Trials of bio-coal continue

Posted by Chris Graham on 7th May 2022

We report on the continuing trials of bio-coal to assess its suitability for regular use on the UK’s heritage steam railways.

trials of bio-coal

Locomotive No. 6 Bickling Hall was part of the recent bio-coal trials. (Pic: Brian Sharpe)

The Bure Valley Railway, Advanced Steam Traction Trust and the Heritage Railway Association have held a further set of trials to test bio-coal under more arduous working conditions.

After an initial trial under normal, Bure Valley operating conditions, the objectives of the second set of trials was to test the fuel under more arduous working conditions, and also try it on a second engine – extending the knowledge base of how the fuels perform under different working conditions and on other locomotives.

The morning departures to Wroxham burnt the Welsh coal from Ffos-y-fran as a base comparator, while the afternoon’s runs burnt a variant of Ecoal50, developed by CPL, based on the feedback from the earlier trials.

The trial used the previous test locomotive No. 6 Bickling Hall, which is fitted with a Lempor exhaust and, the next day, used No. 1 Wroxham Broad, which is fitted with a conventional exhaust. No. 6 had been used in the previous trials.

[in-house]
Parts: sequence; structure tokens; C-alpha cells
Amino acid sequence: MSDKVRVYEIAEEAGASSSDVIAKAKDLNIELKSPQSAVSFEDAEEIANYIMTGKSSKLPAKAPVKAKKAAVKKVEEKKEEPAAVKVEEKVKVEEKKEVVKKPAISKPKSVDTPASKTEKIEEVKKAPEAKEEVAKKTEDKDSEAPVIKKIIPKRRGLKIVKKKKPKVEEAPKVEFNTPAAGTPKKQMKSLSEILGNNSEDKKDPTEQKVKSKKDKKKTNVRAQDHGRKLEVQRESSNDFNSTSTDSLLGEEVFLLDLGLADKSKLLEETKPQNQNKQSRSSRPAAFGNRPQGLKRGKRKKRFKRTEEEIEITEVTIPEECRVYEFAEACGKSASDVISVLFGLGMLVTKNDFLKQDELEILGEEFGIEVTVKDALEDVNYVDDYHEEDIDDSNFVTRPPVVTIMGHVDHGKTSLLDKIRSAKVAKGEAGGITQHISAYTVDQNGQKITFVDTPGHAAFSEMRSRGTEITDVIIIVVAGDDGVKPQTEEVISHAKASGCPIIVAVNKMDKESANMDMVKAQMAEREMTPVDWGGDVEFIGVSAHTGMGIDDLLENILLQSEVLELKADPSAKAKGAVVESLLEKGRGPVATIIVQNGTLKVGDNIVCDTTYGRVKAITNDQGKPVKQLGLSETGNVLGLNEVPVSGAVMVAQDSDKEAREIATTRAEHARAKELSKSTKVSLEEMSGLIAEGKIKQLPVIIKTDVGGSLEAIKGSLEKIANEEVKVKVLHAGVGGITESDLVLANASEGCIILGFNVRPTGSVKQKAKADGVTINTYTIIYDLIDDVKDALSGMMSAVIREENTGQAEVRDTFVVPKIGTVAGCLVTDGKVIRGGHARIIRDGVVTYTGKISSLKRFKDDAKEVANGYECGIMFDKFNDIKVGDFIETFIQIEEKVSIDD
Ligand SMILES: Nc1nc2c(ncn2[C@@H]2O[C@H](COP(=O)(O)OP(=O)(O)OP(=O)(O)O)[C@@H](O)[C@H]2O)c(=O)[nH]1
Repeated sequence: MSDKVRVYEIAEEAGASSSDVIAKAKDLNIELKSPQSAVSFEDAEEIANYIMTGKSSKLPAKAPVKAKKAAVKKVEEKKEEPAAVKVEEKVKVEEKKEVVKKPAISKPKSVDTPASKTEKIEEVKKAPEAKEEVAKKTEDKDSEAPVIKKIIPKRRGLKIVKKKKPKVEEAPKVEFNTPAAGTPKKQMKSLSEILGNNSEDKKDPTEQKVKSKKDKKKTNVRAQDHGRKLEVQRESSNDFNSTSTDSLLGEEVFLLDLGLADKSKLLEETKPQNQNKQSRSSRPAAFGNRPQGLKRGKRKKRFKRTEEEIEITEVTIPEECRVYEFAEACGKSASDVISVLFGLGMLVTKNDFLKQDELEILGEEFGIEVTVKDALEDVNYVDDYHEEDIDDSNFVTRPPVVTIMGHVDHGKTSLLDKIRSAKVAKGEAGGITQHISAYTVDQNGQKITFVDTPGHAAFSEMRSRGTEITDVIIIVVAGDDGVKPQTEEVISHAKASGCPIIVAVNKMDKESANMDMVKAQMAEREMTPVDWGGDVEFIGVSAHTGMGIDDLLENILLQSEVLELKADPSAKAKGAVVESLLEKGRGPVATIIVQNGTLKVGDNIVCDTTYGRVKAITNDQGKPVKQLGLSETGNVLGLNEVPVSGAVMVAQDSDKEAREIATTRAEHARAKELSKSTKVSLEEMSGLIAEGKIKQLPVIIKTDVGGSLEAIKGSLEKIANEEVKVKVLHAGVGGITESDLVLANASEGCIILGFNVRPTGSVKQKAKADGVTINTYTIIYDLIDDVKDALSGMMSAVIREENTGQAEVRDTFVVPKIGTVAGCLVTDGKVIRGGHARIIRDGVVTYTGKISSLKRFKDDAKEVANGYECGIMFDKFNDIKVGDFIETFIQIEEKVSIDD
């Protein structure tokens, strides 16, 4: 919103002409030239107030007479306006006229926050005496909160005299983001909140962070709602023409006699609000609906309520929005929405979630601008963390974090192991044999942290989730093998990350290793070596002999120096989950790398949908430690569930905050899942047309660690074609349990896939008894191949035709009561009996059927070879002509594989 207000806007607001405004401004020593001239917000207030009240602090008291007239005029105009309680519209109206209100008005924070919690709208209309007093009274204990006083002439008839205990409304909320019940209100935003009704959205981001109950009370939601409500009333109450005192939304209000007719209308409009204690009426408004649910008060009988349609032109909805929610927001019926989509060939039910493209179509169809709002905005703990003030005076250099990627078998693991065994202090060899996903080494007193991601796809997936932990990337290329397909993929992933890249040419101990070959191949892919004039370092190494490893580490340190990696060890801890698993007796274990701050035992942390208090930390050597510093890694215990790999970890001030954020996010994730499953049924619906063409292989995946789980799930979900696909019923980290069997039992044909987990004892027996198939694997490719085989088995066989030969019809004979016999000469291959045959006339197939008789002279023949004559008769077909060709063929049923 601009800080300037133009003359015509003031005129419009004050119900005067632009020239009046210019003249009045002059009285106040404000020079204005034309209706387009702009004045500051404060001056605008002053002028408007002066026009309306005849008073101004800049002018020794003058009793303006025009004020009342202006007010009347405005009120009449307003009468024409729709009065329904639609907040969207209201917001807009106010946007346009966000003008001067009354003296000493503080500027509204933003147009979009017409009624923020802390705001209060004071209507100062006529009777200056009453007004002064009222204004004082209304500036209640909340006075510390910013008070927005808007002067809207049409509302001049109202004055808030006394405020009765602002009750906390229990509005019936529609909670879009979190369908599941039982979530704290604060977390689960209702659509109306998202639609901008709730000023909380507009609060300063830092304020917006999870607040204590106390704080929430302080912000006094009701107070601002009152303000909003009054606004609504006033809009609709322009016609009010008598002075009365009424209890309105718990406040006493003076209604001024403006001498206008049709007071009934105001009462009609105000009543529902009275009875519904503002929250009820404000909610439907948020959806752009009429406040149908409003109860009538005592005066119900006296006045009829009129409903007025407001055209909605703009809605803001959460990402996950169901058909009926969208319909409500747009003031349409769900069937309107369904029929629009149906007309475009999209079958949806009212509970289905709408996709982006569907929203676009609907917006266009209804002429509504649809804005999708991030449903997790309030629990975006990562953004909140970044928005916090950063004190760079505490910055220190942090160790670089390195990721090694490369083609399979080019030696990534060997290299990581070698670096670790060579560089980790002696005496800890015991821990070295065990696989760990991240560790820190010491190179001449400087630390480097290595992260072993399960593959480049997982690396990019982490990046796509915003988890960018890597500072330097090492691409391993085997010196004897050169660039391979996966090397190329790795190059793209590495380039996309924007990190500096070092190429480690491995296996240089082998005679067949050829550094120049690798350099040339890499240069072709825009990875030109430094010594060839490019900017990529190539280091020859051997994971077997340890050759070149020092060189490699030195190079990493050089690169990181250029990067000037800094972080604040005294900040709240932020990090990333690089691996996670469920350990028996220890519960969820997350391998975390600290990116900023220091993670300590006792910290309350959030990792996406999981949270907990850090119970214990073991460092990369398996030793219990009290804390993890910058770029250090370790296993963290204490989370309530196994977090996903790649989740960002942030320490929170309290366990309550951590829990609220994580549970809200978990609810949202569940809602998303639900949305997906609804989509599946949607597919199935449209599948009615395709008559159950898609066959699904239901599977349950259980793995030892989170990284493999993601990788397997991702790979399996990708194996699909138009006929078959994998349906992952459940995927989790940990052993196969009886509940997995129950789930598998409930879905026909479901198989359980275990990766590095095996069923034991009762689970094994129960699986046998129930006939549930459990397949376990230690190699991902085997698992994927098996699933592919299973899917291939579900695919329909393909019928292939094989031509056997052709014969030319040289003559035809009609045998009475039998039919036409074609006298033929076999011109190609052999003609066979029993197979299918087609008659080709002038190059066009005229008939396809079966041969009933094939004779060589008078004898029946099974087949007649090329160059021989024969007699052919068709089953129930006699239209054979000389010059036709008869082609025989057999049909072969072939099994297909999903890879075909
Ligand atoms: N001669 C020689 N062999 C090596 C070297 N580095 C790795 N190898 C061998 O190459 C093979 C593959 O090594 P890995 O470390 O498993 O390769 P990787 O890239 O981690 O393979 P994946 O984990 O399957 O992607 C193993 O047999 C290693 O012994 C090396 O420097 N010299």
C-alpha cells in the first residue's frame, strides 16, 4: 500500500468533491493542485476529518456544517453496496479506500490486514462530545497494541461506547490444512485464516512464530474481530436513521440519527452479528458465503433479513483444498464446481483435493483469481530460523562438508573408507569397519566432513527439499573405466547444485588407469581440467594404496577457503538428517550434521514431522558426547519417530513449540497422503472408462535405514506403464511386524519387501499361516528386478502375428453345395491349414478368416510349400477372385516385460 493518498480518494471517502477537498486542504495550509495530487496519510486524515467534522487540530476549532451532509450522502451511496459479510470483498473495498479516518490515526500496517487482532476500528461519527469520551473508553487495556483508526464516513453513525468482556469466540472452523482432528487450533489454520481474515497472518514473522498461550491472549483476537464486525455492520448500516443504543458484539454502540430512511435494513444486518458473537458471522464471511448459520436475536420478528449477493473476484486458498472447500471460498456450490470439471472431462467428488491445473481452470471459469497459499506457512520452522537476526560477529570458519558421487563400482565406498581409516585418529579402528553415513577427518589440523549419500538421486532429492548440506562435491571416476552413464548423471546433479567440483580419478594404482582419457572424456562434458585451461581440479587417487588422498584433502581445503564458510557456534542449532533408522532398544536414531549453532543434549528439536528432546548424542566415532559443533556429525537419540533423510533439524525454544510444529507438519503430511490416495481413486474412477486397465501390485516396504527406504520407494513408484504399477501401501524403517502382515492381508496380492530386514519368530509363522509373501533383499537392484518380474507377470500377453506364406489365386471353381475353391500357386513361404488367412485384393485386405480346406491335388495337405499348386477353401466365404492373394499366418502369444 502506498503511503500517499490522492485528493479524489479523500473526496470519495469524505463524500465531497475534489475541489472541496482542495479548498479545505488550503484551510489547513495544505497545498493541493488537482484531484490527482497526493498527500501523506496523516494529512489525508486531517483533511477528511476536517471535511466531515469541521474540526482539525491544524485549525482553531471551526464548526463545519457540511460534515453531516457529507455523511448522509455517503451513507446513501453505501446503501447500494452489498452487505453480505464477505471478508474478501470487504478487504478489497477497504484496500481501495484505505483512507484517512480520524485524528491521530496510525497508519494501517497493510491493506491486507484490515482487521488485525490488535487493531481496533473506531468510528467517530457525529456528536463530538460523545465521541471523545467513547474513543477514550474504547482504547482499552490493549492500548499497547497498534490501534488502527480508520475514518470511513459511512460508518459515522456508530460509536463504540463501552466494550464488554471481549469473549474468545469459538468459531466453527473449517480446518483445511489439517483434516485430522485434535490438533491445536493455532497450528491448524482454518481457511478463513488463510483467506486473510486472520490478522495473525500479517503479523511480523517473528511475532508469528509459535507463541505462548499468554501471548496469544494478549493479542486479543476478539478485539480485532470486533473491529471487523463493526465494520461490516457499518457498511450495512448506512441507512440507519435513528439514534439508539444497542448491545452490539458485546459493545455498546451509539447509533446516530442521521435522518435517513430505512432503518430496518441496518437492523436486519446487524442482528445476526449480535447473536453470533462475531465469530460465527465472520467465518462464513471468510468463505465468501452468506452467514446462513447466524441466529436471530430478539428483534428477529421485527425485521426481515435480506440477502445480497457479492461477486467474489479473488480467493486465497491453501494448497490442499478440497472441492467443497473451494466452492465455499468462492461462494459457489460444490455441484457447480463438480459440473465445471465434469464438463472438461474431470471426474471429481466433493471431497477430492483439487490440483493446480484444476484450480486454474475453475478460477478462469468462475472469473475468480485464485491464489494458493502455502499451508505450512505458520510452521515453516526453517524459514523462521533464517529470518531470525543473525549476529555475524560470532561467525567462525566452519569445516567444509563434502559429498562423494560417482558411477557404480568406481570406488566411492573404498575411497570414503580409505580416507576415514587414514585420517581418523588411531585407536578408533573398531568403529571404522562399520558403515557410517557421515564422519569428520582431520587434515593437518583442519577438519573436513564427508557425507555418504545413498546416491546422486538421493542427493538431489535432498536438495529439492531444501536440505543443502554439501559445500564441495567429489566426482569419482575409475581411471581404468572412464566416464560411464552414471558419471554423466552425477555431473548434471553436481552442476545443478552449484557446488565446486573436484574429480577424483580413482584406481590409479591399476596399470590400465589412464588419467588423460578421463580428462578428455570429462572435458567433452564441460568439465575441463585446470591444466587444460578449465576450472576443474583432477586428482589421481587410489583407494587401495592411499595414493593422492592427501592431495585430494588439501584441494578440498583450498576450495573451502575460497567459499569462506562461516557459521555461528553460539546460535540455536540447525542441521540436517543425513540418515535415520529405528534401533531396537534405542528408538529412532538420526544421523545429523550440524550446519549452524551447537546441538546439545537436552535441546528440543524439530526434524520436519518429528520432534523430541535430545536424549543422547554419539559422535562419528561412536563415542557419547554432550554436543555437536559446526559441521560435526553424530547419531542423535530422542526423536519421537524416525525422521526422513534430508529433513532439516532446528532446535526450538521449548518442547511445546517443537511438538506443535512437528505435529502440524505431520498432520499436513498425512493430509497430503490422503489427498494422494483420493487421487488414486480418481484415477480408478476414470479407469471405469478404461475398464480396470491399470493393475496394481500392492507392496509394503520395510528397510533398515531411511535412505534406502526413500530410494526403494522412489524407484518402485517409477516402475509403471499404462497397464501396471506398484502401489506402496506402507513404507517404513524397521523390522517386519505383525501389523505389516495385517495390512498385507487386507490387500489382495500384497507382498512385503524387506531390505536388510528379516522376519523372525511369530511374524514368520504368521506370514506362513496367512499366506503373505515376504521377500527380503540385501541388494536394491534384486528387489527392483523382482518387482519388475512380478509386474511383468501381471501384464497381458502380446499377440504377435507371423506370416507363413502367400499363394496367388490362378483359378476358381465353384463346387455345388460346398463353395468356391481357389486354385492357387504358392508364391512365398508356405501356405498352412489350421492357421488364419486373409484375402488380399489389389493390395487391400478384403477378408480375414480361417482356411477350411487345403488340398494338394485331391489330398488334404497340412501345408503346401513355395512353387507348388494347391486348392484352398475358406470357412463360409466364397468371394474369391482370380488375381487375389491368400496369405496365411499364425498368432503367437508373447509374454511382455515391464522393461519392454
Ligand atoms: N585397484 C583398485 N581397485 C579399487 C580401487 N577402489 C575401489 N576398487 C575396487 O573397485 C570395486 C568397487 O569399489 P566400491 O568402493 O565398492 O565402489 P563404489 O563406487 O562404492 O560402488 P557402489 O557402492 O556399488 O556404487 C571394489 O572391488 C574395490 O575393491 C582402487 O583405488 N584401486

The trials with No. 6 increased the load to 180% of the normal BVR load to really test the locomotive under the most arduous combustion conditions that are found on the mainline or Welsh narrow-gauge railways. No. 1 was loaded to 113% of what it would normally haul.

The trials with No. 1 gave an opportunity to test the fuel on a different locomotive, which is smaller than No. 6 and also due for its 10-year overhaul in 2022.

Scott Bunting was the driver for both trials. On both days the railhead conditions were not ideal, with leaf contamination on the first day, and with No.1 the additional complication of light drizzle. Both locomotives were working at the limit of their adhesion even with the use of sanding, and were a test of driver skill.

The test protocol was the same as before, with the fuel in the tender weighed and the water consumption measured. The ash in the ash pan and the char in the smokebox were also weighed. Transducers were rigged to a computer in the lead carriage to measure smokebox vacuum, which gives an indication of maximum combustion rate, exhaust performance and speed.

ASTT produced the test protocol, provided the test equipment and supervised the trials, and CPL attended the trials to see at first-hand how the fuels performed.

There now comes a period of more detailed analysis and discussion with CPL.

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